System.Diagnostics.Stopwatch

Dec 16, 2007 at 1:24 AM
Does anyone have experience with this .NET class? If so, can you explain to me why these two statements give me different results usually by a factor of 2?

float fps = (float)frameCount / ((float)timer.ElapsedMilliseconds / 1000.0f);  // Where timer is a Stopwatch
and
float fps = (float)frameCount / ((float)timer.ElapsedTicks / (float)TimeSpan.TicksPerSecond);  // Again, timer is a Stopwatch

This is driving me nuts. I need better than millisecond accuracy, but even when the result time should be in the tens of milliseconds these two lines give different results. Am I just missing something completely obvious here? I'm so close to just P/Invoking to QueryPerformanceCounter and QueryPerformanceFrequency, but I need Xbox compatibility.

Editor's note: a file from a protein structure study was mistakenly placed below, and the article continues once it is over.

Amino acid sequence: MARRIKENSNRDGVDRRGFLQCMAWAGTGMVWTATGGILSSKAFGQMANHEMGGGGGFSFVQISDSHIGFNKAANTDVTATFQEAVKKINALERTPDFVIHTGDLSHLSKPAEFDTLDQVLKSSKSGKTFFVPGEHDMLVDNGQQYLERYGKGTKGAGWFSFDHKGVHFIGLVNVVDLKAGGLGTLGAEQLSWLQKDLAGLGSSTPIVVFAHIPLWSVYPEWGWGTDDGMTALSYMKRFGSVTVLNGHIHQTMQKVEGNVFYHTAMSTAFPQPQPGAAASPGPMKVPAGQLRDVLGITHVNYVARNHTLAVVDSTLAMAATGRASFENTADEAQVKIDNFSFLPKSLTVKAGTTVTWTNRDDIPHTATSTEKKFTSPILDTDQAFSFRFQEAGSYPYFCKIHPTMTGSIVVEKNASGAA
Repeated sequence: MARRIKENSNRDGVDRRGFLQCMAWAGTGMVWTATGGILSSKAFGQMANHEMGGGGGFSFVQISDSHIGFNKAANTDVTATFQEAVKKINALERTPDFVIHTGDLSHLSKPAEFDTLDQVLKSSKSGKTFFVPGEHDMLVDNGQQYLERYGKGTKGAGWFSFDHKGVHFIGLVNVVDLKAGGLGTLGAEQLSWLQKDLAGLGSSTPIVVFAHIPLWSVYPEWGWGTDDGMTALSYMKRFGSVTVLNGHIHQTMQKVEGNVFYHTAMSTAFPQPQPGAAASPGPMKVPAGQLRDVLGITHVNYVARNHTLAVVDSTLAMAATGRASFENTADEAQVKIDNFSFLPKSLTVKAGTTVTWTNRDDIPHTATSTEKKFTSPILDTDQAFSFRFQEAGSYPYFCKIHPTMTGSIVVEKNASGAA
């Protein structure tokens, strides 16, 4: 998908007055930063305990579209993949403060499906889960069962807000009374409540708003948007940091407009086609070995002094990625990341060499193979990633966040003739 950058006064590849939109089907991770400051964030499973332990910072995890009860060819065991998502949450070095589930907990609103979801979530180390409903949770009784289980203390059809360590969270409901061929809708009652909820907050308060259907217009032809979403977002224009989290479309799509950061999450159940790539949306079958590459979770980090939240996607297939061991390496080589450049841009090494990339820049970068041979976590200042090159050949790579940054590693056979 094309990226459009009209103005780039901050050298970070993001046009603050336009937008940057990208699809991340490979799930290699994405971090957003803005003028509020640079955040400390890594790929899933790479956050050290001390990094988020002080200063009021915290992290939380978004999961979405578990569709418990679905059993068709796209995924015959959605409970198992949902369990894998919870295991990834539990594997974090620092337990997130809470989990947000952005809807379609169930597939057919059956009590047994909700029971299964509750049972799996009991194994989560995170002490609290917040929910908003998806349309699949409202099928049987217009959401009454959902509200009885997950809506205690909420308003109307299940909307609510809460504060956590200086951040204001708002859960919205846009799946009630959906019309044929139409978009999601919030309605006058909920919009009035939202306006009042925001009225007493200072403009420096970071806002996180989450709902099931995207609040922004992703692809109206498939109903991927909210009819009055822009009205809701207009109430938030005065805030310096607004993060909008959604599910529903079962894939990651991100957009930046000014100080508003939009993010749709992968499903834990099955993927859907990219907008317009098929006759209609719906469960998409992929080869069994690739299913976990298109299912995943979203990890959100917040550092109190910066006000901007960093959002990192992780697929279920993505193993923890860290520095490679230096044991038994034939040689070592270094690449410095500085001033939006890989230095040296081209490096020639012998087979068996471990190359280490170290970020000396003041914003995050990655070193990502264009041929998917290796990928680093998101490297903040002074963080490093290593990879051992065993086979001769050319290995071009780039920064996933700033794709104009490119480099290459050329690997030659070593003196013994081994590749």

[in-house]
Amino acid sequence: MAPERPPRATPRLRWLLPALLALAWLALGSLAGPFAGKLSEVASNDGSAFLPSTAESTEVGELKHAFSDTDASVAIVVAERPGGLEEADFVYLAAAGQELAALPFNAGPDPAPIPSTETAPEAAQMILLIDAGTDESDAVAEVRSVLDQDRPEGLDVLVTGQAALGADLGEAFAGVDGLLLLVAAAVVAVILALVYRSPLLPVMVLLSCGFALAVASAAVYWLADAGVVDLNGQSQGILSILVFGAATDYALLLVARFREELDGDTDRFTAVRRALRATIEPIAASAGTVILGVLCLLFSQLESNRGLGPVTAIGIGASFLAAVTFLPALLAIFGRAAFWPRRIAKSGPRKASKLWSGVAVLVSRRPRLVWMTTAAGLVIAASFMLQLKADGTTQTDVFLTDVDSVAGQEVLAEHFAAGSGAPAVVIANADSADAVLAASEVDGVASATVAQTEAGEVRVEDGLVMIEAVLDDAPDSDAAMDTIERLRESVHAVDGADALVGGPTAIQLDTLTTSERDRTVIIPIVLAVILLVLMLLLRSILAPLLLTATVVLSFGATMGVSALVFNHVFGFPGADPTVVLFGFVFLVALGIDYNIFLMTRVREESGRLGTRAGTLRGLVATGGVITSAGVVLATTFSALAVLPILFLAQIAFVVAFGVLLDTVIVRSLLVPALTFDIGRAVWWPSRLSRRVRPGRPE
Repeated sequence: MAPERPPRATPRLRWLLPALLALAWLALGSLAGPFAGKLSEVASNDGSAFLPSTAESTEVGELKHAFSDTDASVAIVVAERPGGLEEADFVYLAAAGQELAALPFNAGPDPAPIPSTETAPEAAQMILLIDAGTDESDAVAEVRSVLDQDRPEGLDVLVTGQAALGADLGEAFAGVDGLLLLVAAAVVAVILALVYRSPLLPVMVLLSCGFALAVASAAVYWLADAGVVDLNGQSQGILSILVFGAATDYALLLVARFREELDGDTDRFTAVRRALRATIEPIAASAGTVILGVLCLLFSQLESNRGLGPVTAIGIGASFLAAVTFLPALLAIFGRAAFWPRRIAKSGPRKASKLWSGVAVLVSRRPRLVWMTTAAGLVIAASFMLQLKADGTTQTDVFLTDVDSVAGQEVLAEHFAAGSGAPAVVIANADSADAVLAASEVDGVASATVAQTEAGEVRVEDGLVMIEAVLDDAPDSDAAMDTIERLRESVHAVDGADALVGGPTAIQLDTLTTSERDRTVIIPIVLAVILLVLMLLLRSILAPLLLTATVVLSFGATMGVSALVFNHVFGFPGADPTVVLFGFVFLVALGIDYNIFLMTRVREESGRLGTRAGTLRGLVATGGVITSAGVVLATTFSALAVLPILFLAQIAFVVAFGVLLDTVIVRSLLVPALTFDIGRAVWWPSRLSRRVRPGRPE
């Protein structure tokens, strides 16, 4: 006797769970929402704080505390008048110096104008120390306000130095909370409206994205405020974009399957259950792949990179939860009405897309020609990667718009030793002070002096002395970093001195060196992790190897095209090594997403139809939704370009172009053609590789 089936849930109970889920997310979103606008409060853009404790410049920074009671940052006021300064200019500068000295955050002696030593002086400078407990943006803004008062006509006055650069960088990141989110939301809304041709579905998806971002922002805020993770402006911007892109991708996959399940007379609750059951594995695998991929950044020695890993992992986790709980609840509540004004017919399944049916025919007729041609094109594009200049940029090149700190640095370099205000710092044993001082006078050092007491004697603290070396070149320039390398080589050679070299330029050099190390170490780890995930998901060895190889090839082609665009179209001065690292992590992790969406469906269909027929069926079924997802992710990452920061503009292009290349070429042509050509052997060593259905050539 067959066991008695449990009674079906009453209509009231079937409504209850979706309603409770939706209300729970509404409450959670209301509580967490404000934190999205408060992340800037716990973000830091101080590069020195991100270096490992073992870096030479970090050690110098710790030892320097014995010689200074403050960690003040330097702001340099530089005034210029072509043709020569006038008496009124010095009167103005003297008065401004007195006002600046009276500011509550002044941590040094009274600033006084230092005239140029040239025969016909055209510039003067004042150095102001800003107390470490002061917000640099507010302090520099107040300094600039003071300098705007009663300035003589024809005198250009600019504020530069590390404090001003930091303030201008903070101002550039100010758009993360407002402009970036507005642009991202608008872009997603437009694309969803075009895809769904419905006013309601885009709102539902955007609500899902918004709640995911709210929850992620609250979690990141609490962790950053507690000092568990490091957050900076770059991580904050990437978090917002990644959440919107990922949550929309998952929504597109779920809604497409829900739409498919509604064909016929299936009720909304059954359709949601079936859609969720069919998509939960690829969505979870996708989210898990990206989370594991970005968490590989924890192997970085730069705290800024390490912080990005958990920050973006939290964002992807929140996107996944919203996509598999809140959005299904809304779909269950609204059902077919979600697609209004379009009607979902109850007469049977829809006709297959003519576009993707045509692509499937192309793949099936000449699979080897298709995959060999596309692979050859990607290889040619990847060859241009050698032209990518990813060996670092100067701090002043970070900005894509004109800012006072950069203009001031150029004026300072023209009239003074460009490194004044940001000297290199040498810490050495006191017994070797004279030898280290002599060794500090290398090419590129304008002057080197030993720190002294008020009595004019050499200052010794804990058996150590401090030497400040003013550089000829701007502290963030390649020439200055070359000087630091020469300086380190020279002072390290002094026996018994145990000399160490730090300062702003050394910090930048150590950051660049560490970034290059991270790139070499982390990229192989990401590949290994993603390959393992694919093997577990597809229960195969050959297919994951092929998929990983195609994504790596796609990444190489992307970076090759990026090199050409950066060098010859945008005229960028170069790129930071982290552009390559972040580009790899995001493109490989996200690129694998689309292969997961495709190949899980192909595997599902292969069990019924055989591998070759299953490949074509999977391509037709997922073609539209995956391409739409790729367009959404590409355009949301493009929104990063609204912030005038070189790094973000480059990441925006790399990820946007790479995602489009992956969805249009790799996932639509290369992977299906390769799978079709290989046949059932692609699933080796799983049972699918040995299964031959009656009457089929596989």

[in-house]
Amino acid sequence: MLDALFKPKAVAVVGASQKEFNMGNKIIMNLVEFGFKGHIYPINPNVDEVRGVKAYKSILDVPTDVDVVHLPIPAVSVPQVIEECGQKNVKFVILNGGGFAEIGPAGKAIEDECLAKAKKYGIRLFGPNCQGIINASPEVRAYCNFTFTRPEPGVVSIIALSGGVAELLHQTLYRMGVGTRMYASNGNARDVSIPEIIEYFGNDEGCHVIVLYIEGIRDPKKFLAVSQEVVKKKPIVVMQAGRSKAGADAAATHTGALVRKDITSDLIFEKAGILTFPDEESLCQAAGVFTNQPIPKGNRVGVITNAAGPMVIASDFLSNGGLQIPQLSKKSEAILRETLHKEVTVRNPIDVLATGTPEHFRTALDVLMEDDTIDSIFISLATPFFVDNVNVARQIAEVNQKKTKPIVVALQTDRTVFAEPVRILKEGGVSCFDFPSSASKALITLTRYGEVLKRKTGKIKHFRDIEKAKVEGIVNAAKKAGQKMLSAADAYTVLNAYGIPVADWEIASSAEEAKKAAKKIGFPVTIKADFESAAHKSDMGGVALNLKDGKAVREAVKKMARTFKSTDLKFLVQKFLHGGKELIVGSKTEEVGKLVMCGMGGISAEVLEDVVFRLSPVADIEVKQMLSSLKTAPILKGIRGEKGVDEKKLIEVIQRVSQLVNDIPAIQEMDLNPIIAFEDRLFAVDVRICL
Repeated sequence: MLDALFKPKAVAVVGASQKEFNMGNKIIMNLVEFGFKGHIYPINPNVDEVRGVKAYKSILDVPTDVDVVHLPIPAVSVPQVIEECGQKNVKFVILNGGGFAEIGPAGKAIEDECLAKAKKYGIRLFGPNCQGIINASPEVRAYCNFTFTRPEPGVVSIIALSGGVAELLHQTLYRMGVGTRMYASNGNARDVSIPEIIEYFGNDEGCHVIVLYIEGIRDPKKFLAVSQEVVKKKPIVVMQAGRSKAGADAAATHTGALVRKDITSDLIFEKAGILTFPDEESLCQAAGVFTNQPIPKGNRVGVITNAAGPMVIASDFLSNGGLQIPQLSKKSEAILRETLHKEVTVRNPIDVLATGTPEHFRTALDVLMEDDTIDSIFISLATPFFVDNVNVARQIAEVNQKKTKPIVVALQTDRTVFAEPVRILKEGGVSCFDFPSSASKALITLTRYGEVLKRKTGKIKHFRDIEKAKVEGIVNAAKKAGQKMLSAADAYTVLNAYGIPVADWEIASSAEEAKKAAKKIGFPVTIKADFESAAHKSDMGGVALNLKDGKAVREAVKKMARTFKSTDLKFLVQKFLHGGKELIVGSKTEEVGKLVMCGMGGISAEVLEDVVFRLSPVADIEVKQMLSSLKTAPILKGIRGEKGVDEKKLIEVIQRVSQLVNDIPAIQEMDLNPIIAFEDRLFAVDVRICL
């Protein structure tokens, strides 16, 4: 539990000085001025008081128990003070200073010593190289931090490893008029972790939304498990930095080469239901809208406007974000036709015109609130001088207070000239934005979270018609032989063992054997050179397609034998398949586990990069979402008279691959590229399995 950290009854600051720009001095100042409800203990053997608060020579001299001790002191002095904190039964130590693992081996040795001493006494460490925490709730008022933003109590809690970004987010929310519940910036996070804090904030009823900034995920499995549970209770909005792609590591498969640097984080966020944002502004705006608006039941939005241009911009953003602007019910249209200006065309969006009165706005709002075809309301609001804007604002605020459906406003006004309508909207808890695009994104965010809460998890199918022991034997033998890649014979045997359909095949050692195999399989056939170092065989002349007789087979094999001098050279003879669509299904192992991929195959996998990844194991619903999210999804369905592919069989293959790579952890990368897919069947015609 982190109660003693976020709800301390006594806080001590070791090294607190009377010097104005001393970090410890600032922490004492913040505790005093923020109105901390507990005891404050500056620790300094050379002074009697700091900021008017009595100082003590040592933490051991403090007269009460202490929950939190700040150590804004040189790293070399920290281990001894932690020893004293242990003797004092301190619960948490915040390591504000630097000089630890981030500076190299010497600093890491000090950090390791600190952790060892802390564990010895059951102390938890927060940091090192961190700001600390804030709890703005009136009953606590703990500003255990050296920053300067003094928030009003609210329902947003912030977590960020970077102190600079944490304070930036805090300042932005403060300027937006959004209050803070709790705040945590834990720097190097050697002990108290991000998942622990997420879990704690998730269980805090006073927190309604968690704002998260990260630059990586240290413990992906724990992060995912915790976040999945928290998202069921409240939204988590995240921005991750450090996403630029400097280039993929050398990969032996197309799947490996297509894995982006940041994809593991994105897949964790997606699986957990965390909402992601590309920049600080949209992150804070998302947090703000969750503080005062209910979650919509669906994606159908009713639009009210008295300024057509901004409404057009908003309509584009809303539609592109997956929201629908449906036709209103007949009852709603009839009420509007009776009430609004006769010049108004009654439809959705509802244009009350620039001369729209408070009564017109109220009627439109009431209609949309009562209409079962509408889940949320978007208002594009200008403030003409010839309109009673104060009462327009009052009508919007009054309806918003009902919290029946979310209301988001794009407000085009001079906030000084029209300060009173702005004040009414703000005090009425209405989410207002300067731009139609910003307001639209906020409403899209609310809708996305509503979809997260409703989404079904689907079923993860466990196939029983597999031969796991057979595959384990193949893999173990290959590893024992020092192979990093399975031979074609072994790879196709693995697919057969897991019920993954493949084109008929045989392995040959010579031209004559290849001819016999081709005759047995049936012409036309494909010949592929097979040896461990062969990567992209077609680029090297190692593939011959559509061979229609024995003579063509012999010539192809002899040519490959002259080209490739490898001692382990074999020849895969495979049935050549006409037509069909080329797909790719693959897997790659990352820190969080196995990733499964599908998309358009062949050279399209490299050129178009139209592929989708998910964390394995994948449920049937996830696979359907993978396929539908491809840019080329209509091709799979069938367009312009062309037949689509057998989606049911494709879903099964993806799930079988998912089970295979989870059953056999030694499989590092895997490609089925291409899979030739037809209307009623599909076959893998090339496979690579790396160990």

Coordinator
Dec 16, 2007 at 1:38 AM
You could try using 10,000,000 instead of TicksPerSecond
Coordinator
Dec 16, 2007 at 1:45 AM
Edited Dec 16, 2007 at 1:45 AM
Also, I get issues with elapsed milliseconds sometimes because I've seen frames where it is less than a single millisecond, so you end up with zero being reported.

This isn't much of a problem later when the engine is larger, getting under a millisecond for a frame is pretty much impossible later on.
Dec 16, 2007 at 9:25 AM
Ticks is a fixed abitary number and not really useable for real performance measurement. I often tend just to use queryperformancecounter as this gives the most accurate measurements. Stopwatch is meant to be using that´, if available.
Dec 16, 2007 at 4:29 PM
Its arbitrary, but using TicksPerSecond as a conversion should be consistent, and its not.